Publication of manuscripts in a peer-reviewed journal often takes weeks, months or even years from the time of initial submission, because manuscripts must undergo extensive reviewer critique. The need to quickly circulate current results within a scientific community has led researchers to distribute documents known as preprints, which are manuscripts that have yet to undergo peer review. The immediate distribution of pre-prints allows authors to receive early feedback from their peers, which may be helpful in revising and preparing articles for submission.
Since 1991, preprints have increasingly been distributed electronically on the Internet, rather than as paper copies. This has given rise to massive preprint databases such as arXiv.org and institutional archives (or repositories). Such preprints may be known as e-prints, or eprint
The e-print archive arXiv.org (pronounced "archive") was created by Paul Ginsparg in 1991 at Los Alamos National Laboratory for the purpose of distributing theoretical high-energy physics preprints. In 2001, arXiv.org moved to Cornell University and now encompasses the fields of physics, mathematics, non-linear science, computer science, and quantitative biology. Within the field of high-energy physics, the posting of preprints on arXiv is so common that many peer-reviewed journals allow submission of papers from arXiv directly, using the arXiv e-print number.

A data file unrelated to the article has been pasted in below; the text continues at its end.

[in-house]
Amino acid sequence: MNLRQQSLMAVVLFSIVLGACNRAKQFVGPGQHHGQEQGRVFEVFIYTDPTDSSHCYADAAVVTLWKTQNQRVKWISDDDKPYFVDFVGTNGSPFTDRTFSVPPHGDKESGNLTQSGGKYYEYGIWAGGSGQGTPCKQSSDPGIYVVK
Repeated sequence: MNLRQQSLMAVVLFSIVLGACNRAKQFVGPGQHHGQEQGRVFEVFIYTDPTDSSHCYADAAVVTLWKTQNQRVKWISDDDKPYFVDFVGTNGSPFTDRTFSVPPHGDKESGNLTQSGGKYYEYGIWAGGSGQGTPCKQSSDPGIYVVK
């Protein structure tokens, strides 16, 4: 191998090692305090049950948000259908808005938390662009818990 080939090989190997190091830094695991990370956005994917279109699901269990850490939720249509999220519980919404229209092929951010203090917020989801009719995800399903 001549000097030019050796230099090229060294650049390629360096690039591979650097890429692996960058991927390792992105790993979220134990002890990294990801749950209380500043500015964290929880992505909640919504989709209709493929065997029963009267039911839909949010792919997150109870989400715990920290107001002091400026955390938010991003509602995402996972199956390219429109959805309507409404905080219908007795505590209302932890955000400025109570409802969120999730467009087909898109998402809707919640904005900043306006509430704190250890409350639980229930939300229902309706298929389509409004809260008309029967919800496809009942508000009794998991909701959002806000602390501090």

In some branches of physics, the arXiv database may serve as a focal point for the many criticisms made of the peer review process and peer-reviewed journals. In 1992 David Mermin facetiously described Ginsparg's creation as potentially "string theory's greatest contribution to science".
The ability to distribute manuscripts as preprints has had a great impact on computer science, particularly in the way that scientific research is disseminated in that field (see Citeseer). The open access movement has tended to focus on distributed institutional collections of research, global harvesting, and aggregation through search engines and gateways such as OAIster, rather than a global discipline base such as arXiv. E-prints can now refer to any electronic form of a scholarly or scientific publication, including journal articles, conference papers, research theses or dissertations, because these usually are found in multidisciplinary collections, called open access repositories, or eprints archives.